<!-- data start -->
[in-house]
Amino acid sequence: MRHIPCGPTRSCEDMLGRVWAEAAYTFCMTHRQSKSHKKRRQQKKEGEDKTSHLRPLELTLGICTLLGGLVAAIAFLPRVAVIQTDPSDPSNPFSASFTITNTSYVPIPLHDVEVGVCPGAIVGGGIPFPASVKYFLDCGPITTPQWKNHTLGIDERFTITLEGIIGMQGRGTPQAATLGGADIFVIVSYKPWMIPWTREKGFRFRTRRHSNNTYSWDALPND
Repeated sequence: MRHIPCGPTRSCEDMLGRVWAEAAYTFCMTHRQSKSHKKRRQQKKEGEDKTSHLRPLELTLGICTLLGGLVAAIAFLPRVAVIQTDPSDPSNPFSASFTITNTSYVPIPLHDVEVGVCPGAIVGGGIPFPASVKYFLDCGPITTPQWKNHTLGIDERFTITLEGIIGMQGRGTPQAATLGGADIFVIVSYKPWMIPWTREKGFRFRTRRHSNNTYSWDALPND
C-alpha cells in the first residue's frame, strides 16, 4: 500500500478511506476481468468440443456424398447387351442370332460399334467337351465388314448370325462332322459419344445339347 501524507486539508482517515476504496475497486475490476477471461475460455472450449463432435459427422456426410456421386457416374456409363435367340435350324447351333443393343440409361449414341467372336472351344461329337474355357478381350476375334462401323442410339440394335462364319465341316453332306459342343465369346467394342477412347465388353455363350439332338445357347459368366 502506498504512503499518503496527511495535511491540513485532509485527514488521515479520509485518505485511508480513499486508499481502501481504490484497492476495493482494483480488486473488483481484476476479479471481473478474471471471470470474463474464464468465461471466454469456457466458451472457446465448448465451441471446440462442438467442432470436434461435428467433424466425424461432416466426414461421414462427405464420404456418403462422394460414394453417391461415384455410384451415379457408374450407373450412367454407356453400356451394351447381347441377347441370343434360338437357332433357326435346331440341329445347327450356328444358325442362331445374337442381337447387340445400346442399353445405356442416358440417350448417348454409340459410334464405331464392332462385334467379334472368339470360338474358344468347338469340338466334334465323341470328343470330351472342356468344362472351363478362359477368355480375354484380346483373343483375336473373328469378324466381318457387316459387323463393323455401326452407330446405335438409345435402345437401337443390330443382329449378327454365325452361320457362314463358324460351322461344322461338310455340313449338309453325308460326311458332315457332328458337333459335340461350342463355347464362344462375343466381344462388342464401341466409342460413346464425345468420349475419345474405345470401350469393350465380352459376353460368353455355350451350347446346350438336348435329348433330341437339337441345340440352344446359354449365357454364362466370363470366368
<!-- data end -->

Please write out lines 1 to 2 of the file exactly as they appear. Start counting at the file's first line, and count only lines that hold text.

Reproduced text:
[in-house]
Amino acid sequence: MRHIPCGPTRSCEDMLGRVWAEAAYTFCMTHRQSKSHKKRRQQKKEGEDKTSHLRPLELTLGICTLLGGLVAAIAFLPRVAVIQTDPSDPSNPFSASFTITNTSYVPIPLHDVEVGVCPGAIVGGGIPFPASVKYFLDCGPITTPQWKNHTLGIDERFTITLEGIIGMQGRGTPQAATLGGADIFVIVSYKPWMIPWTREKGFRFRTRRHSNNTYSWDALPND